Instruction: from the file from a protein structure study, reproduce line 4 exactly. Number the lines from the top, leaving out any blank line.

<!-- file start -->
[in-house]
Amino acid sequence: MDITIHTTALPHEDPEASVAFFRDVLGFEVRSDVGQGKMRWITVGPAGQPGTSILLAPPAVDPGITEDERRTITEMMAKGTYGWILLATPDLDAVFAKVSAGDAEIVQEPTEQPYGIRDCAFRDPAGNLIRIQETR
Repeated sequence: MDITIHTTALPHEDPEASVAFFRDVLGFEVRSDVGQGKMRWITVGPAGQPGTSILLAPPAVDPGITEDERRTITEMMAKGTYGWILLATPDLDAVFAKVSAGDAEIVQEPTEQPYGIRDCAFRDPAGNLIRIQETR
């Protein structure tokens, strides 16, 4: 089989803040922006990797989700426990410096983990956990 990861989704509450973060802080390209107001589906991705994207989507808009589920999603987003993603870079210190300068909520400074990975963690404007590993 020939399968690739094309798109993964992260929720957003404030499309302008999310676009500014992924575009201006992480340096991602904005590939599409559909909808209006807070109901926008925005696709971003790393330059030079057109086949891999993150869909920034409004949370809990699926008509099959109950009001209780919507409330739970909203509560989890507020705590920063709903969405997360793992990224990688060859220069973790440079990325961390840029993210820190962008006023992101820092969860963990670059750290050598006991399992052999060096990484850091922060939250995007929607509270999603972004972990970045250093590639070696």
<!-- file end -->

């Protein structure tokens, strides 16, 4: 089989803040922006990797989700426990410096983990956990 990861989704509450973060802080390209107001589906991705994207989507808009589920999603987003993603870079210190300068909520400074990975963690404007590993 020939399968690739094309798109993964992260929720957003404030499309302008999310676009500014992924575009201006992480340096991602904005590939599409559909909808209006807070109901926008925005696709971003790393330059030079057109086949891999993150869909920034409004949370809990699926008509099959109950009001209780919507409330739970909203509560989890507020705590920063709903969405997360793992990224990688060859220069973790440079990325961390840029993210820190962008006023992101820092969860963990670059750290050598006991399992052999060096990484850091922060939250995007929607509270999603972004972990970045250093590639070696």